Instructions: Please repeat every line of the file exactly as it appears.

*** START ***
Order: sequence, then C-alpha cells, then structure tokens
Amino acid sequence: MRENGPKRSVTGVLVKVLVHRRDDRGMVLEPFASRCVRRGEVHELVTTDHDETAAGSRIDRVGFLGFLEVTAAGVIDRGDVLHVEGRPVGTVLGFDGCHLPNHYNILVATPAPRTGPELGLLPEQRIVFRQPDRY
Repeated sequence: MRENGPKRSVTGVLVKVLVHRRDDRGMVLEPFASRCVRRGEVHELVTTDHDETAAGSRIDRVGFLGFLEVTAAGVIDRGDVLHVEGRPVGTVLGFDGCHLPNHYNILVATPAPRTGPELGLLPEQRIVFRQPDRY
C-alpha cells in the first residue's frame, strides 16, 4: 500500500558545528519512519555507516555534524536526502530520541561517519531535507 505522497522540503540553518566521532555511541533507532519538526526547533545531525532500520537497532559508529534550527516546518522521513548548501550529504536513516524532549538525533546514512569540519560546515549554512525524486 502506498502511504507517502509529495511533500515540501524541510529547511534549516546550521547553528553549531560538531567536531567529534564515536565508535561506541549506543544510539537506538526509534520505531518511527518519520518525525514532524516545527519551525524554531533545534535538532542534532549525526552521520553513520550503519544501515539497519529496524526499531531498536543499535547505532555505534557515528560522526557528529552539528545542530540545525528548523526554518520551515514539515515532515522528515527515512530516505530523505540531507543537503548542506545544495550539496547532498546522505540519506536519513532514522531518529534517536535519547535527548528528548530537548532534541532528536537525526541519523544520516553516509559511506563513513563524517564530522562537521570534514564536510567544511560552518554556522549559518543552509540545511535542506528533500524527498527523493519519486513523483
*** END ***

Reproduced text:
Order: sequence, then C-alpha cells, then structure tokens
Amino acid sequence: MRENGPKRSVTGVLVKVLVHRRDDRGMVLEPFASRCVRRGEVHELVTTDHDETAAGSRIDRVGFLGFLEVTAAGVIDRGDVLHVEGRPVGTVLGFDGCHLPNHYNILVATPAPRTGPELGLLPEQRIVFRQPDRY
Repeated sequence: MRENGPKRSVTGVLVKVLVHRRDDRGMVLEPFASRCVRRGEVHELVTTDHDETAAGSRIDRVGFLGFLEVTAAGVIDRGDVLHVEGRPVGTVLGFDGCHLPNHYNILVATPAPRTGPELGLLPEQRIVFRQPDRY
C-alpha cells in the first residue's frame, strides 16, 4: 500500500558545528519512519555507516555534524536526502530520541561517519531535507 505522497522540503540553518566521532555511541533507532519538526526547533545531525532500520537497532559508529534550527516546518522521513548548501550529504536513516524532549538525533546514512569540519560546515549554512525524486 502506498502511504507517502509529495511533500515540501524541510529547511534549516546550521547553528553549531560538531567536531567529534564515536565508535561506541549506543544510539537506538526509534520505531518511527518519520518525525514532524516545527519551525524554531533545534535538532542534532549525526552521520553513520550503519544501515539497519529496524526499531531498536543499535547505532555505534557515528560522526557528529552539528545542530540545525528548523526554518520551515514539515515532515522528515527515512530516505530523505540531507543537503548542506545544495550539496547532498546522505540519506536519513532514522531518529534517536535519547535527548528528548530537548532534541532528536537525526541519523544520516553516509559511506563513513563524517564530522562537521570534514564536510567544511560552518554556522549559518543552509540545511535542506528533500524527498527523493519519486513523483